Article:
As is typically the case when I’m at church, I am thinking about other things. To think about things religious amongst religious people, I find, generates deep antipathy and annoyance on my part. This is a moral failing, perhaps, a vice from which I should repent as readily as I might avarice or arrogance; but it is, I suspect, the one I will release last, at last, even, upon my dying breath, when faced with the possibility that it is time to “get serious,” or at the very least “make peace.” This past weekend, the third Sunday of Advent, I once again found my mind elsewhere, despite having arrived late enough in the service to miss the threats of silent, holy nights rudely, if you ask me, interrupted by herald angels singing about glory and newborn kings. As I strained to wrestle my attention into submission, not unlike Jacob grappling (not without pleasure, I’m sure) for a blessing from a divine stranger, I settled for a compromise — that of applying something I’d rather be doing to what I decided to do instead. I found myself, in short, thinking some more about Elias Canetti’s book Crowds & Power, but this time through the filter of my recent experience as a congregant at a local United Church of Christ, which came quite suddenly (randomly, if you were to ask my wife) after a decade of non-attendance that at the time I had considered an obsessively scribbled period, a terminal punctuation punching its way to a troublesomely deep bruise of black and blue, to nearly two decades of participation in evangelical Christianity.
The discharge is denied to the slow crowd. we could say that this was its most important distinguishing mark and, instead of slow crowds, we could speak of crowds which have no discharge. But the first term is preferable, for the discharge cannot be entirely renounced. It will always be contained in the conception of the final state. It is only postponed to a far distance; where the goal is, there too is the discharge. a vision of it is always strongly persist, though its actuality lies at the end of the way.
The slow crowd tends to lengthen and protract the process which leads to the discharge. The great religions have developed a particular mastery of this business of delay. Their concern is to keep the followers they have won and, in order to do this and also to win new ones, they have to assemble them from time to time. Such assemblies will result in violent discharges and, once these have happened, they have to be repeated and, if possible, surpassed in violence. Their regular recurrence, at least, is essential if the unity of the faithful is not to be lost. But the events likely to happen in the course of services enacted, as there are, by rhythmic crowds, cannot be controlled over large distances. The central problem of the universal religions is how to dominate believers spread over wide stretches of the earth. The only way to do it is by a conscious slowing down of crowd events. Distant goals must gain in importance, near ones losing more and more of their weight until, in the end, they appear valueless. An earthly discharge is too brief; only one which is removed into the world beyond has permanence. (p. 41)
I’d read these lines a couple of weeks ago already, and while I have a terrible memory in general the gist of them returned to me as I listened to the sermon. And lest the good Reverend should happen upon this blog — she knows it exists and of my participation — I want to speak plainly here: the sermon itself was fine. Not great, perhaps; but fine. Serviceable for a Sunday morning. But perhaps its propriety is what prompted the connection to vaguely untoward thoughts: namely about why mainline, liberal churches are, if we are to measure these things by volume, are today culturally irrelevant, a virtually unknown quantity in the equation puzzled over by irreligious people trying to piece together what Christianity is about.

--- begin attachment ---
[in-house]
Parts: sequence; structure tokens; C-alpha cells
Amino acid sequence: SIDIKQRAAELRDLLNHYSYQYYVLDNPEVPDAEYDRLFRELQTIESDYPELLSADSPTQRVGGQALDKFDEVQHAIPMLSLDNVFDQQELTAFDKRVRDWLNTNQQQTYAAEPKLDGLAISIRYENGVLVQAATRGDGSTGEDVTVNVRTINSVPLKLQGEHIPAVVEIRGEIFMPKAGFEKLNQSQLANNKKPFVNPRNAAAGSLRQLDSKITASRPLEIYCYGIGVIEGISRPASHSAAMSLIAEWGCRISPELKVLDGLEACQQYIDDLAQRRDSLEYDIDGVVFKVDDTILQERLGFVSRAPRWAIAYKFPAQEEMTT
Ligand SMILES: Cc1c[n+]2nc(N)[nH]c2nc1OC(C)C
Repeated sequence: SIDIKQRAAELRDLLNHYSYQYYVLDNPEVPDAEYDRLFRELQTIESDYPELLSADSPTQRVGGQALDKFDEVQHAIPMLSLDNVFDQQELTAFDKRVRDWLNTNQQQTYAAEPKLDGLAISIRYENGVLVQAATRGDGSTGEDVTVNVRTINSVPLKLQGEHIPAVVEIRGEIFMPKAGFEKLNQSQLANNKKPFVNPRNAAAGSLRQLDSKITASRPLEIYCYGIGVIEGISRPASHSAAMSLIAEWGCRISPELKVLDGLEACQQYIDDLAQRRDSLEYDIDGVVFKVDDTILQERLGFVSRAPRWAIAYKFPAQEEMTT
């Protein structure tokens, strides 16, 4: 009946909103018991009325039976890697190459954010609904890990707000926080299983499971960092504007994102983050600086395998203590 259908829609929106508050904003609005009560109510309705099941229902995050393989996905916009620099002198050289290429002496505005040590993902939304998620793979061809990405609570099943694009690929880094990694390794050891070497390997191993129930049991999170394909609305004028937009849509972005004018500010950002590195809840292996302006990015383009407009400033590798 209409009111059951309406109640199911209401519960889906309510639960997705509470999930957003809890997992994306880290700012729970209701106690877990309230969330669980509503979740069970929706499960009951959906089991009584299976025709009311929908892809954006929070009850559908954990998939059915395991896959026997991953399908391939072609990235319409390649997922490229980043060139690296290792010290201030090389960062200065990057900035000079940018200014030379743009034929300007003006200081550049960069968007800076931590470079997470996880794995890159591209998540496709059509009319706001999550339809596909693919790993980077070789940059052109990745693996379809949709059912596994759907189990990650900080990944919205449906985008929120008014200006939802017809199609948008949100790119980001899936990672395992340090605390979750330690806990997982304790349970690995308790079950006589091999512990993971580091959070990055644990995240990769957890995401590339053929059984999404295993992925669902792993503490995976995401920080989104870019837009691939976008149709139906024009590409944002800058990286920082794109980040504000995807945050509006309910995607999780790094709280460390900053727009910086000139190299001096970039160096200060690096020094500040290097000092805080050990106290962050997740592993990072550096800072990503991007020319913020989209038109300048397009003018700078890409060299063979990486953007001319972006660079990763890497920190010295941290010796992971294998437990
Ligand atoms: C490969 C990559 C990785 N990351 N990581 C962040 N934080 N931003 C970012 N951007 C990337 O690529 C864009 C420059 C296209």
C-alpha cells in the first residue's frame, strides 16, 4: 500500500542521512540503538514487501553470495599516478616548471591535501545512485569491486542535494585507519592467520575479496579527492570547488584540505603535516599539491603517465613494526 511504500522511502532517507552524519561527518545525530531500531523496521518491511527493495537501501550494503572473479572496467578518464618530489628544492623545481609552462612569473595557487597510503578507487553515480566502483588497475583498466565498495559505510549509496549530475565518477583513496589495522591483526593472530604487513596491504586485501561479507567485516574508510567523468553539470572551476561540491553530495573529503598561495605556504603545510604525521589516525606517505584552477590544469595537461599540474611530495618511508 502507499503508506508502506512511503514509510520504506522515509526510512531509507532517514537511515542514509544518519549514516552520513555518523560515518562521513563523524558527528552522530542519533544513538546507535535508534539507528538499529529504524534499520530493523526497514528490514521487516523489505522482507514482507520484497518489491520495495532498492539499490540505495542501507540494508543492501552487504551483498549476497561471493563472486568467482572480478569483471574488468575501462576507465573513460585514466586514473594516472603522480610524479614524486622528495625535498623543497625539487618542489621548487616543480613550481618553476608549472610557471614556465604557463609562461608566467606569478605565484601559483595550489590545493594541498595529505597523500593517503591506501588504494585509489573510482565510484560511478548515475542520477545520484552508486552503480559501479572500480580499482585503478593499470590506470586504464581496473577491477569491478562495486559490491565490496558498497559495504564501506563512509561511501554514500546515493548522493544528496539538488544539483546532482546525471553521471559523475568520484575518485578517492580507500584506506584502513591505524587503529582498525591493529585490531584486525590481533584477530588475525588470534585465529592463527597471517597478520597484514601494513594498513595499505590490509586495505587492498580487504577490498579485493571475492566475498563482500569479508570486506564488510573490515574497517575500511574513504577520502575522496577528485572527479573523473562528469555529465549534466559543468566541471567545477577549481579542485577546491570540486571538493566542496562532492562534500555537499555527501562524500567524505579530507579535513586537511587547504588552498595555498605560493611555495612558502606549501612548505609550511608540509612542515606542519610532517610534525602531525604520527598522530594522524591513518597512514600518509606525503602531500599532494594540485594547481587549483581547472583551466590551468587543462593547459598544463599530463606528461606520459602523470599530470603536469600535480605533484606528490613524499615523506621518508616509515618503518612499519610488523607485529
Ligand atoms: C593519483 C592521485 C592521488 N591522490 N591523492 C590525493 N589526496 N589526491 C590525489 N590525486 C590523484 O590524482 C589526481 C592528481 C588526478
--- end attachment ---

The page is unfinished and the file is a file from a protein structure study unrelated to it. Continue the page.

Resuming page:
Deviating only a bit from Canetti — there’s no rule one has to agree with a book one loves (in fact, disagreement is probably far better) — I concluded that the prominence of evangelical Christianity has nothing to do with the stuff of belief. That is to say, nothing to do with the mainline church’s loosey-goosey way with exegesis, its hot and cold attitude toward homosexuality, or its commitment to social justice. In my experience, you are just as likely to find many of the same confessional traits throughout many an evangelical church, even. The preexisting political and ethical inclinations of their parishioners notwithstanding, I think what really distinguishes evangelical churches is that their highest prizes, things like personal healing, forgiveness, a personal relationship with God, etc., are in fact highly attainable goals. They are rewards that can be enjoyed now, even if the fruits of this possession are not truly realized until some later time (this true possession, the heavenly prize, let’s say, aligns closely to Canetti’s notion of “discharge,” as a kind of release from individualism and differentiation — a radical egalitarianism that can be put off until even after death).
Mainline, liberal churches, on the other hand, are in their own peacenik ways doom-and-gloom to a extent that even the most hell-fire fundamentalist churches can’t quite muster. With the purest of intentions, they are consumed week in and week out with the systemic, societal failings of this world. Faced with the compounding inequity of poverty borne of greed and perpetuated by climate change, one can’t help but wonder sometimes whether it was foolish ever to think knowledge might ever be confused with power. To put it back into the framework of Canetti, one wonders whether the goal is situated too far into an unimaginable future; whether the liberal church is maybe not sufficiently escapist; and whether this is all a feature, rather than a bug.